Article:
Paul Young

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    Every Time You Go Away - Radio Edit
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    Love of the Common People
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    Every Time You Go Away
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    Come Back and Stay - 2008 Re-Master Version
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    Oh Girl
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Paul Young was born in Luton, north of London in Bedfordshire, on January 17, 1956. He started his music career playing bass and guitar in several local bands, gradually working his way up to lead singer posts.
Young first made a splash as frontman of new wavers the Streetband, who scored a national U.K. hit with 1978's "Toast." When they disbanded in 1979, Young and several bandmates quickly regrouped as the Q-Tips, a retro-minded outfit with a jones for American Soul/R&B. With a self-titled album on Chrysalis and a relentless touring schedule, the Q-Tips generated significant interest in Young's solo potential, and in 1982 he signed with CBS, hastening the Q-Tips' breakup.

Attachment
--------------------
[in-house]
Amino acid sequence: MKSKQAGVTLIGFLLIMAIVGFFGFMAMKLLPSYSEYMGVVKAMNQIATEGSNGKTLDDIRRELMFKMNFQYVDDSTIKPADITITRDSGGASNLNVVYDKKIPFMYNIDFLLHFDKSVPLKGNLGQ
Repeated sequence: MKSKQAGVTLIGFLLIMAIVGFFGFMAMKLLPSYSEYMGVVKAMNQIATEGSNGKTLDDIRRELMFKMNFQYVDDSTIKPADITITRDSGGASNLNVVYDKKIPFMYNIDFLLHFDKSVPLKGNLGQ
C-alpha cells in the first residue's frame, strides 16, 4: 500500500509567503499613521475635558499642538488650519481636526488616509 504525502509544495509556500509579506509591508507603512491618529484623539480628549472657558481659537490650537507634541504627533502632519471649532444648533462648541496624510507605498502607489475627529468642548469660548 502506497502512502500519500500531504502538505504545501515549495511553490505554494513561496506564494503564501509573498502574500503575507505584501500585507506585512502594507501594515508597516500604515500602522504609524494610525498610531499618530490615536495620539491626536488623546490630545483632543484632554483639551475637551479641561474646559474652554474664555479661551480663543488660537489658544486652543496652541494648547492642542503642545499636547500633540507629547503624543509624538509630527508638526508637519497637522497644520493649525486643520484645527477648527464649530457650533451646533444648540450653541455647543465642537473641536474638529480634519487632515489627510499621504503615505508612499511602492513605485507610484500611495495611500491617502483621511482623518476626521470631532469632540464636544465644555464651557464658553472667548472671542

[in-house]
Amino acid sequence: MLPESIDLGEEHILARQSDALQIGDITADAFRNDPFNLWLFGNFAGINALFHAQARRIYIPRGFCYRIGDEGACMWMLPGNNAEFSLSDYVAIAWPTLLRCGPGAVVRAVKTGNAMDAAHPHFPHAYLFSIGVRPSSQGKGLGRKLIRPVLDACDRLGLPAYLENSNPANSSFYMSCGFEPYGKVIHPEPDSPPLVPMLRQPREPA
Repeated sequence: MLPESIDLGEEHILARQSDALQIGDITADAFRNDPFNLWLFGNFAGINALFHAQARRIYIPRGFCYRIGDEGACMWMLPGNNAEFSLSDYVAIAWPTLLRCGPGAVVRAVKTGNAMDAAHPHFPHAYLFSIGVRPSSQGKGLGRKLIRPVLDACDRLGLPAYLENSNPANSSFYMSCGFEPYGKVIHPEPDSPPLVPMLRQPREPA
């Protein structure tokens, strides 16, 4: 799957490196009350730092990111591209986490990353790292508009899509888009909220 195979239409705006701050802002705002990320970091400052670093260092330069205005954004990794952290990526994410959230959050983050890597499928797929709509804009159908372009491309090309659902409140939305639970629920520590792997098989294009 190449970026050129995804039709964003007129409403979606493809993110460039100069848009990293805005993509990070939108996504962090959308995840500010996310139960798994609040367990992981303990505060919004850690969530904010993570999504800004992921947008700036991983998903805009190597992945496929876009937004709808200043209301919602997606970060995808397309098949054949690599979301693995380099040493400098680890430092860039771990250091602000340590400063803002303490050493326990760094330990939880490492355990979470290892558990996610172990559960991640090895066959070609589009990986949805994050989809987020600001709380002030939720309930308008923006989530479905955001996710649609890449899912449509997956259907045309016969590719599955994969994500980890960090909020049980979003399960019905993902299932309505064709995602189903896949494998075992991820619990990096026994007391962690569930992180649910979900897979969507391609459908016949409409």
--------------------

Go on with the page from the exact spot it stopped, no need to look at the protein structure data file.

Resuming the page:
His debut solo single, "Iron Out the Rough Spots," was released in late 1982, and was followed in 1983 by a cover of Nicky Thomas' reggae-pop hit "Love of the Common People." Neither single did particularly well on the charts, but his version of the lesser-known Marvin Gaye number "Wherever I Lay My Hat (That's My Home)" was a roaring success, topping the UK charts and pushing his debut album, No Parlez, to the same position later that year. “Love Of The Common People” was re-released and became a Christmas top 5 hit in the UK. No Parlez also gave Young his first Top 40 hit in the U.S. with the Jack Lee-penned "Come Back and Stay" (a UK Top Ten). Young mounted an international tour in support of the album, which sold several million copies worldwide.

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